Prices of 80% of standard supermarket own label alcohol products could increase if the alcohol minimum unit pricing (MUP) at 50p goes through, according to research by global pricing and marketing consultancy, Simon-Kucher & Partners.
Own label cider and beer will be worst hit with an average increase of 60% and 49% respectively. Own label spirits will have to go up in price by 17% on average, while wine will have to increase by just over 14%.
Spot price checks* of 142 items of own label beers, wines, spirits and ciders at four of the UK’s main supermarkets – Tesco, Asda, Morrisons and Sainsbury’s – were captured 28 February- 8 March 2013 by.
Some of the biggest actual price changes charted:
- Sainsbury’s Basic 2l cider from £1.99 to £4.20 (+111%)
- Tesco Everyday Value 2% Lager 4X440ml from £1.00 to £1.76 (+76%)
- Asda Vodka 1.5l from £22.00 to £28.13 (+28%)
It is worth pointing out that MUP would not lead to vast distortions of the overall market given that prices of branded products will be less affected and they constitute four fifths of off-trade alcohol sales, said researchers. Also, top end own label, such as Tesco Finest and Sainsbury’s Taste the Difference, will to a large extent be shielded from a direct impact as most of it sits in the medium tier, offering decent quality alcohol at reasonable (rather than the cheapest) price.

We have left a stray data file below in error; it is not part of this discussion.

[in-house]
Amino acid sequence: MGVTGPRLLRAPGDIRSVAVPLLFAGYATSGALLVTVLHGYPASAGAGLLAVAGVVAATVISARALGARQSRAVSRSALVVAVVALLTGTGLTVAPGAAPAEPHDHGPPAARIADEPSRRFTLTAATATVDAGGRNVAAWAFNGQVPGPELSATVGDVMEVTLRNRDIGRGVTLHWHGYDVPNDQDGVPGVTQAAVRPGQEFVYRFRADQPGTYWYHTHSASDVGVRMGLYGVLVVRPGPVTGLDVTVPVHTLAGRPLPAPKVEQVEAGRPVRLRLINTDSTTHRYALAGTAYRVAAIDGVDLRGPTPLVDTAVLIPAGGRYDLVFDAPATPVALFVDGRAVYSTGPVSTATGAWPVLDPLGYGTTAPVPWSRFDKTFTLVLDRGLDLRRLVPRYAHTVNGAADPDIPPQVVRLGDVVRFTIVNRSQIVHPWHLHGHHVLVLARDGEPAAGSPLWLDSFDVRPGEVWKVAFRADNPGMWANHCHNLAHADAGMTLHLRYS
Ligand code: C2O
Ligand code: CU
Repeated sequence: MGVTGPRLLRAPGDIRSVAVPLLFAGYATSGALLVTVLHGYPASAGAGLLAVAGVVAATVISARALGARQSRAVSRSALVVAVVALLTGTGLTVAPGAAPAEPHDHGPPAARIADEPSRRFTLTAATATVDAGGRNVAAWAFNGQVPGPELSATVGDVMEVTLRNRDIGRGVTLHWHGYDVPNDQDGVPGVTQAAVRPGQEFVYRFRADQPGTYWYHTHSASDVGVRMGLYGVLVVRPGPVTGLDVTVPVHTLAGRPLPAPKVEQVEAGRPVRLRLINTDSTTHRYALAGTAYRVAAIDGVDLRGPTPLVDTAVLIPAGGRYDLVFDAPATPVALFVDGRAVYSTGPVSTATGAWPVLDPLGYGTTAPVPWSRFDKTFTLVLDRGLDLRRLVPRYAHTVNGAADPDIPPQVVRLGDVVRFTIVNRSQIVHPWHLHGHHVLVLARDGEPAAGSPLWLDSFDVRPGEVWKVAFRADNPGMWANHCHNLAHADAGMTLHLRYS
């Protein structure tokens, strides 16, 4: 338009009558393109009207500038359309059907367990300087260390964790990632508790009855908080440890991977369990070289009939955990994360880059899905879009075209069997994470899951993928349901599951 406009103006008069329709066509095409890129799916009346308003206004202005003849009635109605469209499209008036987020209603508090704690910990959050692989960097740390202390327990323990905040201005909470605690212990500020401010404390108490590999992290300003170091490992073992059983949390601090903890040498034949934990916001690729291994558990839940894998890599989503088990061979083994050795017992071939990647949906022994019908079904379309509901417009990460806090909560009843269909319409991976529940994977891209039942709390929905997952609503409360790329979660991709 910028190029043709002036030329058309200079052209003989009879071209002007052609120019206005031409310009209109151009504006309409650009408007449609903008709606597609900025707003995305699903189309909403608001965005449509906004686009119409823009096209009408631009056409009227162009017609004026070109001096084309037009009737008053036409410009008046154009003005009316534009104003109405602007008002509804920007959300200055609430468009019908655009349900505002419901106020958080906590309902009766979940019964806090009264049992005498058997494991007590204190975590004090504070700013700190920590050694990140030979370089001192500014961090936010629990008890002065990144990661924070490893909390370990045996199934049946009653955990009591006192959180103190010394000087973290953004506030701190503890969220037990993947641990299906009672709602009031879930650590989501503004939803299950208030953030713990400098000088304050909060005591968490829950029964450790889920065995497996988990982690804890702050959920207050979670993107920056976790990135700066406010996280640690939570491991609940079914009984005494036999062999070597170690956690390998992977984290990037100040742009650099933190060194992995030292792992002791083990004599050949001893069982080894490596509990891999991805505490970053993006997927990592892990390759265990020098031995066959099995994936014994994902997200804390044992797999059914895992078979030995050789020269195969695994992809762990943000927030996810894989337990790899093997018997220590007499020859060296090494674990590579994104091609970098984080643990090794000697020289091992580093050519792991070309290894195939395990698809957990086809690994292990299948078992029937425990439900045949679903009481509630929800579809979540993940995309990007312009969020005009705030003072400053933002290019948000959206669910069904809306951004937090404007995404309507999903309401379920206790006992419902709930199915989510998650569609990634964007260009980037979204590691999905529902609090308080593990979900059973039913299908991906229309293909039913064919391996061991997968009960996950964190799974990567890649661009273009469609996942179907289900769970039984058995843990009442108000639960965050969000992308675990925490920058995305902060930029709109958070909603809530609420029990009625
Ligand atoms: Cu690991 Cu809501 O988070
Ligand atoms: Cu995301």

Impact on retailers and brand producers
The high level of potential price increases may lead retailers to question whether to continue providing budget own label alcohol products – usually cheaper than branded counterparts, said Simon-Kucher.
James Brown, partner at Simon-Kucher’s London office, said: “MUP essentially levels the playing field for retailers and they may decide to abandon low end own label.”
“Should retailers choose to retain own label, it’s likely they would need to adjust all alcohol product prices – not just those affected by MUP – to avoid the loss of the appeal of this section of their alcohol portfolio.”
Ivan Segrt, senior consultant with Simon-Kucher’s consumer division, said: “Longer term we expect prices overall to regain their current structure, maintaining the price differential between premium and ‘budget’ products. For example the price difference between a bottle of table wine and a ‘fine’ wine will maintain a similar gap. More expensive products are expected to increase prices to preserve their ‘premiumness’.”
“It is essential retailers and producers properly assess changes in customer demand that could be caused by MUP to be able to respond to newly created opportunities in the market place.”
*Simon-Kucher’s analysis was conducted 28 February to 8 March 2013, based on online data for 142 items. The impact of implementing MUP at 50p was used – the threshold recently requested by campaigners.